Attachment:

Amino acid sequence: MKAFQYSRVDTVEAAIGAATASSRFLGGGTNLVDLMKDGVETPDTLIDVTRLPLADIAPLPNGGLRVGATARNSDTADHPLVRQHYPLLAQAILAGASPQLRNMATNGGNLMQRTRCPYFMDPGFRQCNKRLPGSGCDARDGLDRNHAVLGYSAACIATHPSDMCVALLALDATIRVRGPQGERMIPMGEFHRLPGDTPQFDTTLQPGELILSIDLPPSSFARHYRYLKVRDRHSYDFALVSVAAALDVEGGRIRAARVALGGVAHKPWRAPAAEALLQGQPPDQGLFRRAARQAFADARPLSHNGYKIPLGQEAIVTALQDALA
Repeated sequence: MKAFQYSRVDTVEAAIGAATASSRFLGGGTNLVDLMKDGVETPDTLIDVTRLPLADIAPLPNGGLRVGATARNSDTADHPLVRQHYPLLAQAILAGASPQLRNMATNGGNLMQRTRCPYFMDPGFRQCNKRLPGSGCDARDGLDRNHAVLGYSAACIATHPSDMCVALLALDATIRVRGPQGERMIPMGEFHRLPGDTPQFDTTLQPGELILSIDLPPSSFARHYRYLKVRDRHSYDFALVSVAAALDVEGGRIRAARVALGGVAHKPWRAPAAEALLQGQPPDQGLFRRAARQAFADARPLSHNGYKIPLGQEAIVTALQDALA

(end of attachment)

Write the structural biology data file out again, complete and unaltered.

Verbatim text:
Amino acid sequence: MKAFQYSRVDTVEAAIGAATASSRFLGGGTNLVDLMKDGVETPDTLIDVTRLPLADIAPLPNGGLRVGATARNSDTADHPLVRQHYPLLAQAILAGASPQLRNMATNGGNLMQRTRCPYFMDPGFRQCNKRLPGSGCDARDGLDRNHAVLGYSAACIATHPSDMCVALLALDATIRVRGPQGERMIPMGEFHRLPGDTPQFDTTLQPGELILSIDLPPSSFARHYRYLKVRDRHSYDFALVSVAAALDVEGGRIRAARVALGGVAHKPWRAPAAEALLQGQPPDQGLFRRAARQAFADARPLSHNGYKIPLGQEAIVTALQDALA
Repeated sequence: MKAFQYSRVDTVEAAIGAATASSRFLGGGTNLVDLMKDGVETPDTLIDVTRLPLADIAPLPNGGLRVGATARNSDTADHPLVRQHYPLLAQAILAGASPQLRNMATNGGNLMQRTRCPYFMDPGFRQCNKRLPGSGCDARDGLDRNHAVLGYSAACIATHPSDMCVALLALDATIRVRGPQGERMIPMGEFHRLPGDTPQFDTTLQPGELILSIDLPPSSFARHYRYLKVRDRHSYDFALVSVAAALDVEGGRIRAARVALGGVAHKPWRAPAAEALLQGQPPDQGLFRRAARQAFADARPLSHNGYKIPLGQEAIVTALQDALA